Catherine, I wish I could remember which company I used when I left Kuwait years ago because they were awesome. What I do remember is that they had an Arabic name (Al-Rashed maybe??) and were WAY less expensive than all of the others. When I asked why, they said it was because they are the “wholesalers” so to speak. They own the ships that the other companies use so they can afford to give it to the customer for the “best price”. It was the first time I had shipped anything (up until then I took it all as excess baggage) and in the end was very glad I did. They did an expert job of packing and everything arrived in Korea in less than three months (good for sea freight) with nothing broken (I had a lot of dishes and pictures framed in glass). I have continued to ship my belongings to every country I have lived in since with varying degrees of success, but I am always glad I did. I just make it very clear on the shipping end that I want to pay for it all up front, door-to-door, and want no charges on the other end. Yes, it is expensive and no, the allowance from the school never really covers it, but I do not have a house in the States and it is worth it to take my home with me wherever I go.

      Like

  20. Nancy says:

    There are moving companies that are rated with the GoodHousekeeping Seal of Approval, and by Consumer Reports check them. One older company that does world wide moving, has agents overseas, and has been rated very well for decades by the above is Wheaton World Wide moving. Love the idea above about the bike box and the airlines. Using a credit card like American Express can also bring extra insurance with it, check what your credit card offers for travelers if you purchase your tickets through them.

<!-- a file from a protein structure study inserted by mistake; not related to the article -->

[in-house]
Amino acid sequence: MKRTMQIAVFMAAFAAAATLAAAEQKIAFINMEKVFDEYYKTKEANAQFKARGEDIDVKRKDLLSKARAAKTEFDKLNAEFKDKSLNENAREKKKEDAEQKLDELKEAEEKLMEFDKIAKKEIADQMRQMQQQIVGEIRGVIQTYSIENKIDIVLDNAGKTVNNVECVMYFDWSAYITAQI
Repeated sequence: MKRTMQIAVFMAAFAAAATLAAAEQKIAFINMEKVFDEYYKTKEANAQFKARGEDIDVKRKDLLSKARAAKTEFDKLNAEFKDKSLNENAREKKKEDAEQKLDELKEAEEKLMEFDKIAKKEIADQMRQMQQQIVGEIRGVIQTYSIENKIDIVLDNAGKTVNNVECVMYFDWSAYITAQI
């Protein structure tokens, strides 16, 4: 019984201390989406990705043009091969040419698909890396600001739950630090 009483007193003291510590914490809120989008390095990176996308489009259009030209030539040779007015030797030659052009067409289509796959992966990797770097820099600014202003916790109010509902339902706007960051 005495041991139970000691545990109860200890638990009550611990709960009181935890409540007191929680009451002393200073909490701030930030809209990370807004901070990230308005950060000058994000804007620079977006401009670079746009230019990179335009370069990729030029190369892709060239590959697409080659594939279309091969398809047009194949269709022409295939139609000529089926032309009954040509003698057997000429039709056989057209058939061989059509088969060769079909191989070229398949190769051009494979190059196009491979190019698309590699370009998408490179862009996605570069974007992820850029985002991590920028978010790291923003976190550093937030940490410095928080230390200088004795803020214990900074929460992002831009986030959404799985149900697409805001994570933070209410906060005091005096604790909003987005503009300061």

Like

  21. Just shipped says:

    I wish this topic had been discussed earlier! Just sent out my shipment today with a relocation company. My new international school will not cover excess baggage, only a shipment. I’m going to cross my fingers that my things will turn up with no problems and a customs bill that isn’t too high! I would love to hear more personal experiences with using a shipping company so I know more in the future.

    Like

  22. straffles says:

    I’ve got a job at a school in the Middle East that allows 700kg shipping, 220kg by air, 480kg by sea, and the moving company they hired is one of the best in Asia (and took 2 hours to pack all our stuff up for us). Hasn’t cost us anything so far, but I’ll check back in and let you know when we and our shipping arrive.

    Like

  23. weedonald says:

    Anyone here know the cheapest and safest way to get things shipped back from Mexico?

    Like

  24. Up front with it says:

    I’ve had the best luck just taking my stuff with me on the plane. I get a bike box and stuff it full of quilts and pillows and towels and clothes and off it goes. I made three moves with a 20ft container provided by the school. It always ended up costing me a good bit out of pocket. The insurance companies are crooks and even the packer steal from you. Take my advice and just take it with you on the plane.

    Like

  25. Penelope says:

    I don’t know how to get things out of Limbo but I do know I will never EVER again be using Excess Baggage Company, apparently based out of London. After weeks and weeks of advance research and estimate gathering, they were very strange at the absolute last minute, being very rude, changing terms, insisting my boxes weighed more than they did, trying to bully me into sending more money and then finally, just taking what they wanted out of my debit card.